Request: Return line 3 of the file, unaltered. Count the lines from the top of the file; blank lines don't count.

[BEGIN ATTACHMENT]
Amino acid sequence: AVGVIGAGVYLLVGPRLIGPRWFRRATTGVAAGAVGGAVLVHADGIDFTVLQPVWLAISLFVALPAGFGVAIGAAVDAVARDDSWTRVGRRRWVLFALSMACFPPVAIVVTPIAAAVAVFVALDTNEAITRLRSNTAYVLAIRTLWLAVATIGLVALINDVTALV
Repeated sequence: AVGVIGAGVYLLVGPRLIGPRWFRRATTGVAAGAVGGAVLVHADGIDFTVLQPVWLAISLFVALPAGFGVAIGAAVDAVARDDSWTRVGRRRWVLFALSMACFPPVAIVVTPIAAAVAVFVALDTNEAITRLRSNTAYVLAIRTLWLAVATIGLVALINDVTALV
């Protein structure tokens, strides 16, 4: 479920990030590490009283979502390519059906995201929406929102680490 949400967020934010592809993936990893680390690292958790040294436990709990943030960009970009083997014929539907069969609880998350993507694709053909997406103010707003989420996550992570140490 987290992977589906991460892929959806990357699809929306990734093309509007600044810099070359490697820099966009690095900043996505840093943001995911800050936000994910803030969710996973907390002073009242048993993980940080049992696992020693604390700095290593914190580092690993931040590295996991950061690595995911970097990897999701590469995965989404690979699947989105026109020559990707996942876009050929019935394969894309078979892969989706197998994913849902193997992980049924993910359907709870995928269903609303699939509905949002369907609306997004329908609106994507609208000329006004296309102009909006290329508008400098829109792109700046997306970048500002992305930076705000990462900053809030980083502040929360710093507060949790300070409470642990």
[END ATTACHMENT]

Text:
């Protein structure tokens, strides 16, 4: 479920990030590490009283979502390519059906995201929406929102680490 949400967020934010592809993936990893680390690292958790040294436990709990943030960009970009083997014929539907069969609880998350993507694709053909997406103010707003989420996550992570140490 987290992977589906991460892929959806990357699809929306990734093309509007600044810099070359490697820099966009690095900043996505840093943001995911800050936000994910803030969710996973907390002073009242048993993980940080049992696992020693604390700095290593914190580092690993931040590295996991950061690595995911970097990897999701590469995965989404690979699947989105026109020559990707996942876009050929019935394969894309078979892969989706197998994913849902193997992980049924993910359907709870995928269903609303699939509905949002369907609306997004329908609106994507609208000329006004296309102009909006290329508008400098829109792109700046997306970048500002992305930076705000990462900053809030980083502040929360710093507060949790300070409470642990």